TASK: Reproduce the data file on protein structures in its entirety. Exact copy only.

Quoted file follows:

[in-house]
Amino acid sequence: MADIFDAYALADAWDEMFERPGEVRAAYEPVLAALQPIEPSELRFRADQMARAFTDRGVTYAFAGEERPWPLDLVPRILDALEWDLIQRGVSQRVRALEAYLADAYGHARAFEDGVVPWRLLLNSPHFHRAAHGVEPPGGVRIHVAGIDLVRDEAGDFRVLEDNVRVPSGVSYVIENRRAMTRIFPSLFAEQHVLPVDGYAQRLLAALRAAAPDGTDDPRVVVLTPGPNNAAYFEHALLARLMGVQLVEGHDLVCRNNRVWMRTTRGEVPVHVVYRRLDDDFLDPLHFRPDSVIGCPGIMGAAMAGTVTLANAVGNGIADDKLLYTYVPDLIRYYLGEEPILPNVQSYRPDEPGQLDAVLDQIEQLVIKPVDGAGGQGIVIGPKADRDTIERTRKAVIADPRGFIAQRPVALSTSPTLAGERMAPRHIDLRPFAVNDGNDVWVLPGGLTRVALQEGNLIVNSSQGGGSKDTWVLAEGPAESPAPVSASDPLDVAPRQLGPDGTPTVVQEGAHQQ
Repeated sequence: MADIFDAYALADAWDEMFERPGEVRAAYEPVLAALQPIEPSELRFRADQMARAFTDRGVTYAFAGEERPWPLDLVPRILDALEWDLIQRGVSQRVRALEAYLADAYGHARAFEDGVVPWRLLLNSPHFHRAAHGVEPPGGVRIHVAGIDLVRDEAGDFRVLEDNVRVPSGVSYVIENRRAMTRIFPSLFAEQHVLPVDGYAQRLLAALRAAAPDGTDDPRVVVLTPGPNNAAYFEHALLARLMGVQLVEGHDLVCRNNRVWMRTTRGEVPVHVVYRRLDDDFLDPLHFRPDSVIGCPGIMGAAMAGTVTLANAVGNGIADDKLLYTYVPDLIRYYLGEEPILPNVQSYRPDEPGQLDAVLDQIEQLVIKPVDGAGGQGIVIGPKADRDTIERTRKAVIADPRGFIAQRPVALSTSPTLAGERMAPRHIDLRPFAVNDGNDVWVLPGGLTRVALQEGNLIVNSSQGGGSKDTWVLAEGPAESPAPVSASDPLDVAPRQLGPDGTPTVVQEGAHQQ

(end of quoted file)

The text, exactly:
[in-house]
Amino acid sequence: MADIFDAYALADAWDEMFERPGEVRAAYEPVLAALQPIEPSELRFRADQMARAFTDRGVTYAFAGEERPWPLDLVPRILDALEWDLIQRGVSQRVRALEAYLADAYGHARAFEDGVVPWRLLLNSPHFHRAAHGVEPPGGVRIHVAGIDLVRDEAGDFRVLEDNVRVPSGVSYVIENRRAMTRIFPSLFAEQHVLPVDGYAQRLLAALRAAAPDGTDDPRVVVLTPGPNNAAYFEHALLARLMGVQLVEGHDLVCRNNRVWMRTTRGEVPVHVVYRRLDDDFLDPLHFRPDSVIGCPGIMGAAMAGTVTLANAVGNGIADDKLLYTYVPDLIRYYLGEEPILPNVQSYRPDEPGQLDAVLDQIEQLVIKPVDGAGGQGIVIGPKADRDTIERTRKAVIADPRGFIAQRPVALSTSPTLAGERMAPRHIDLRPFAVNDGNDVWVLPGGLTRVALQEGNLIVNSSQGGGSKDTWVLAEGPAESPAPVSASDPLDVAPRQLGPDGTPTVVQEGAHQQ
Repeated sequence: MADIFDAYALADAWDEMFERPGEVRAAYEPVLAALQPIEPSELRFRADQMARAFTDRGVTYAFAGEERPWPLDLVPRILDALEWDLIQRGVSQRVRALEAYLADAYGHARAFEDGVVPWRLLLNSPHFHRAAHGVEPPGGVRIHVAGIDLVRDEAGDFRVLEDNVRVPSGVSYVIENRRAMTRIFPSLFAEQHVLPVDGYAQRLLAALRAAAPDGTDDPRVVVLTPGPNNAAYFEHALLARLMGVQLVEGHDLVCRNNRVWMRTTRGEVPVHVVYRRLDDDFLDPLHFRPDSVIGCPGIMGAAMAGTVTLANAVGNGIADDKLLYTYVPDLIRYYLGEEPILPNVQSYRPDEPGQLDAVLDQIEQLVIKPVDGAGGQGIVIGPKADRDTIERTRKAVIADPRGFIAQRPVALSTSPTLAGERMAPRHIDLRPFAVNDGNDVWVLPGGLTRVALQEGNLIVNSSQGGGSKDTWVLAEGPAESPAPVSASDPLDVAPRQLGPDGTPTVVQEGAHQQ